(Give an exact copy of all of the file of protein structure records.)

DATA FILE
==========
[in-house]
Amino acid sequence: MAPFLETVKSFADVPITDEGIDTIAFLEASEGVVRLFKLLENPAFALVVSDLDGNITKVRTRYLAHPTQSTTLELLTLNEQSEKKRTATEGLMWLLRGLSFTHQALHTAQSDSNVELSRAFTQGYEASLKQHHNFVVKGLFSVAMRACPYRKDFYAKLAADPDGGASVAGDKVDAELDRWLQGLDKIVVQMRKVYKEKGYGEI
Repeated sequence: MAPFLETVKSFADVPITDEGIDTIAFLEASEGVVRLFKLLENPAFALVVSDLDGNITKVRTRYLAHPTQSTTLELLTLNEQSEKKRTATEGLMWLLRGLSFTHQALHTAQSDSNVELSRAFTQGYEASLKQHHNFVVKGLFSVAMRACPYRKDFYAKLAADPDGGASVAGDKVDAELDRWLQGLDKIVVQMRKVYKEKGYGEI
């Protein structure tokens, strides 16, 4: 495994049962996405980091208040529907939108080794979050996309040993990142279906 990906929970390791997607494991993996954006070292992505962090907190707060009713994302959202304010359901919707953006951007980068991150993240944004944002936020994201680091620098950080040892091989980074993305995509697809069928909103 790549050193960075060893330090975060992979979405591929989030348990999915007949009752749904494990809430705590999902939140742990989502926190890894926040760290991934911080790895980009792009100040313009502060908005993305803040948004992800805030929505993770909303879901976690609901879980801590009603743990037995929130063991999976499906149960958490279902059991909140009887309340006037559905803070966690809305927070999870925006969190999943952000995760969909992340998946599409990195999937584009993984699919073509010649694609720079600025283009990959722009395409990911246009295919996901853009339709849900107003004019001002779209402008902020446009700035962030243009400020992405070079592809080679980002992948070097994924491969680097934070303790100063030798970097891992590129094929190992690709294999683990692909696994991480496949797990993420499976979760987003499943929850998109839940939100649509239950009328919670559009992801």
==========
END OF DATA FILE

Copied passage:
[in-house]
Amino acid sequence: MAPFLETVKSFADVPITDEGIDTIAFLEASEGVVRLFKLLENPAFALVVSDLDGNITKVRTRYLAHPTQSTTLELLTLNEQSEKKRTATEGLMWLLRGLSFTHQALHTAQSDSNVELSRAFTQGYEASLKQHHNFVVKGLFSVAMRACPYRKDFYAKLAADPDGGASVAGDKVDAELDRWLQGLDKIVVQMRKVYKEKGYGEI
Repeated sequence: MAPFLETVKSFADVPITDEGIDTIAFLEASEGVVRLFKLLENPAFALVVSDLDGNITKVRTRYLAHPTQSTTLELLTLNEQSEKKRTATEGLMWLLRGLSFTHQALHTAQSDSNVELSRAFTQGYEASLKQHHNFVVKGLFSVAMRACPYRKDFYAKLAADPDGGASVAGDKVDAELDRWLQGLDKIVVQMRKVYKEKGYGEI
């Protein structure tokens, strides 16, 4: 495994049962996405980091208040529907939108080794979050996309040993990142279906 990906929970390791997607494991993996954006070292992505962090907190707060009713994302959202304010359901919707953006951007980068991150993240944004944002936020994201680091620098950080040892091989980074993305995509697809069928909103 790549050193960075060893330090975060992979979405591929989030348990999915007949009752749904494990809430705590999902939140742990989502926190890894926040760290991934911080790895980009792009100040313009502060908005993305803040948004992800805030929505993770909303879901976690609901879980801590009603743990037995929130063991999976499906149960958490279902059991909140009887309340006037559905803070966690809305927070999870925006969190999943952000995760969909992340998946599409990195999937584009993984699919073509010649694609720079600025283009990959722009395409990911246009295919996901853009339709849900107003004019001002779209402008902020446009700035962030243009400020992405070079592809080679980002992948070097994924491969680097934070303790100063030798970097891992590129094929190992690709294999683990692909696994991480496949797990993420499976979760987003499943929850998109839940939100649509239950009328919670559009992801």